When he was 12 years old, Patrick Burke knew what he wanted to do with his life.
Patrick, the second-oldest of Brian Burke’s six children — including Brendan, who sadly lost his life in 2010 when the car he was driving slid out of control on a snow-slicked Indiana highway — is the ideal prototype for a modern hockey executive: Passionate about the game, enlightened, articulate. And he’s got obvious pedigree.
For seven years, he’s been a scout with the Philadelphia Flyers. He’s also one year away from finishing a degree at the New England Law School in Boston. And, as the loving brother of a young man who’d come out as gay shortly before his death, Patrick’s perspective has been enriched by tragedy. That is Brendan’s public legacy, to awaken in Patrick — and Brian — awareness of the damage caused by homophobia in the sports world. It spurred Patrick to launch You Can Play, an advocacy initiative that promotes inclusion of gay, lesbian and transgendered athletes in sports through education, shining a light. To their credit, dozens of NHL players immediately offered their support, some of them appearing in public service ads and all, via their high wattage alignment, spreading the message — as Patrick does frequently at university campus talk forums — that, if you can play, you should play; that sports must always aspire to inclusion.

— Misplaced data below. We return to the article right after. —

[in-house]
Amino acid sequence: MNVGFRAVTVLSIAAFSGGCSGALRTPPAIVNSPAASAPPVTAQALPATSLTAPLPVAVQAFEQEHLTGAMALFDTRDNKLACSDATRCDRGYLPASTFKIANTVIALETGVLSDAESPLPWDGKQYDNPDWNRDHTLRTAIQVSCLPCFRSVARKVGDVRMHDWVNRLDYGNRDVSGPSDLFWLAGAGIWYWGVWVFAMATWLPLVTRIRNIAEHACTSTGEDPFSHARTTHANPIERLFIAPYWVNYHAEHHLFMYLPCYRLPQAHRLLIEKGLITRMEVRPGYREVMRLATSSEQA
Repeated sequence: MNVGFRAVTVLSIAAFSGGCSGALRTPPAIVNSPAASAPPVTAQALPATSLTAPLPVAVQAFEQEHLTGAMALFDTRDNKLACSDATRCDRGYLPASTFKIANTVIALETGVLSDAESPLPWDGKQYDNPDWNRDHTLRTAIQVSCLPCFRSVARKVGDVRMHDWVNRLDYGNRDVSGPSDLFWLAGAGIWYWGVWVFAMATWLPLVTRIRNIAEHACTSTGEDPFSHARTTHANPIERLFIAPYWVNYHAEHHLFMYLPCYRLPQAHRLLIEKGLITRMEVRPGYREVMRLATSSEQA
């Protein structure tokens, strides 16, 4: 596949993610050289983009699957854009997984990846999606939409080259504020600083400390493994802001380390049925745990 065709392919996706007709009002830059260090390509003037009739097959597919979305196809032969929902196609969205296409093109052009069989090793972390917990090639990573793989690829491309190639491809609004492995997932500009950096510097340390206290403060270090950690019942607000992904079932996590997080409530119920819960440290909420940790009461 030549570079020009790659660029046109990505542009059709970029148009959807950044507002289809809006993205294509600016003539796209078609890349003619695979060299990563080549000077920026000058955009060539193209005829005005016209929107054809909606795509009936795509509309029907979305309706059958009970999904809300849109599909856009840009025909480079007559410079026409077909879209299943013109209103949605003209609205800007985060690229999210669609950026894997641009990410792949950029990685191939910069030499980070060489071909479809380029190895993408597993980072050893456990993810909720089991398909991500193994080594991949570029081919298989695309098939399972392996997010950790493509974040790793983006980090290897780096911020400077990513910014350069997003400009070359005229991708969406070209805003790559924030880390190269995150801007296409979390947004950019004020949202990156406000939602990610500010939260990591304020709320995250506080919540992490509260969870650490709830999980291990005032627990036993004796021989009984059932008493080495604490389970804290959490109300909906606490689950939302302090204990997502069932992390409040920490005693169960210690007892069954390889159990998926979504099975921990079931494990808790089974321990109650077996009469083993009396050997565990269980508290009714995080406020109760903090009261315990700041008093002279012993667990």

Blue Jay shortstop Yunel Escobar clearly never got the email. Whether out of shallowness, cultural blindness or sheer idiocy, Escobar plunged the Jays into scandal and embarrassment with the hurtful slur written on his eye black during a game last week. The Cuban-born ballplayer, now tugging at his forelock apologetically, has much to learn, as do the Jays, since no one in the clubhouse — not manager, not teammates — thought to intervene, allegedly never even noticed what was so blatantly, cheekily, printed on Escobar’s face.
“I’d like to think I can speak to athletes about this issue and educate them because I do have a foot in both camps — as a fairly active ally of the LGBT community and someone who is actively involved in the sports community. I like to think I can talk to an athlete on his level and try to break this down into terms they’ll understand.’’
Certainly that’s a more useful approach than joining the pitchfork brigade unsatisfied with the three-game suspension levied against Escobar by the Jays, his forfeited salary of about $ 92,000 going to You Can Play and the Gay & Lesbian Alliance Against Defamation.
Make no mistake; Patrick was angered by what Escobar did. “I’m upset this incident even occurred. I’m annoyed. It’s 2012 and we shouldn’t be dealing with stuff anymore. The gay population of Toronto shouldn’t have to deal with this stuff anymore. But at the end of the day, we have to take a deep breath and figure out how we can get to an endpoint that’s going to actually do some good.
“The best outcome is, Yunel becomes educated on this issue and become a sincere friend to the community. The Blue Jays become more educated and show their support for Toronto’s gay population. And the gay population gets new allies who can have an important cultural role in showing stuff like this will not be tolerated in baseball. That way everybody gains.